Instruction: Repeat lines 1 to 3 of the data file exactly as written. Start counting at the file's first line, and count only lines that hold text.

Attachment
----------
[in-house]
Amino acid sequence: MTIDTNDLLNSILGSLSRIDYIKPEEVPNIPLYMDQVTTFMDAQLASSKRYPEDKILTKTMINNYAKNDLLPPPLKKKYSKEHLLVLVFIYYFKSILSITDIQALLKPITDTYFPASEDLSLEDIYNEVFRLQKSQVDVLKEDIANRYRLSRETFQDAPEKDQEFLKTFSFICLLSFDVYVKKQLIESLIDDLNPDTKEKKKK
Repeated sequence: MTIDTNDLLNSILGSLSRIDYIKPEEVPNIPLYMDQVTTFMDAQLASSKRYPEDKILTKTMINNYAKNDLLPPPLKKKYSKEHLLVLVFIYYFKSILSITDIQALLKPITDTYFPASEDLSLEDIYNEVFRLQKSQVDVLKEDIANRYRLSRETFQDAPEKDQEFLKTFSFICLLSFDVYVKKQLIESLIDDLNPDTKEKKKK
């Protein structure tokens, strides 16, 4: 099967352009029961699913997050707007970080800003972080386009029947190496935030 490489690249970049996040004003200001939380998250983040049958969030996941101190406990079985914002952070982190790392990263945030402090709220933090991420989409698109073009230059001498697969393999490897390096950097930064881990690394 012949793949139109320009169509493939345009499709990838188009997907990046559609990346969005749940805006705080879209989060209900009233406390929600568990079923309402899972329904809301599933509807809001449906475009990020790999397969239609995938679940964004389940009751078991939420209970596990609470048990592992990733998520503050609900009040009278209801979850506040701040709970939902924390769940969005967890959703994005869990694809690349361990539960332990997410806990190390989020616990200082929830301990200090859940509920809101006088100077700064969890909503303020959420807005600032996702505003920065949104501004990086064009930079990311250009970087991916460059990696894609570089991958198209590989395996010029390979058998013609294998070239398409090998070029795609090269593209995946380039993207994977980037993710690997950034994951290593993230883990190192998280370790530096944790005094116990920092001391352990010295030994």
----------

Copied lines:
[in-house]
Amino acid sequence: MTIDTNDLLNSILGSLSRIDYIKPEEVPNIPLYMDQVTTFMDAQLASSKRYPEDKILTKTMINNYAKNDLLPPPLKKKYSKEHLLVLVFIYYFKSILSITDIQALLKPITDTYFPASEDLSLEDIYNEVFRLQKSQVDVLKEDIANRYRLSRETFQDAPEKDQEFLKTFSFICLLSFDVYVKKQLIESLIDDLNPDTKEKKKK
Repeated sequence: MTIDTNDLLNSILGSLSRIDYIKPEEVPNIPLYMDQVTTFMDAQLASSKRYPEDKILTKTMINNYAKNDLLPPPLKKKYSKEHLLVLVFIYYFKSILSITDIQALLKPITDTYFPASEDLSLEDIYNEVFRLQKSQVDVLKEDIANRYRLSRETFQDAPEKDQEFLKTFSFICLLSFDVYVKKQLIESLIDDLNPDTKEKKKK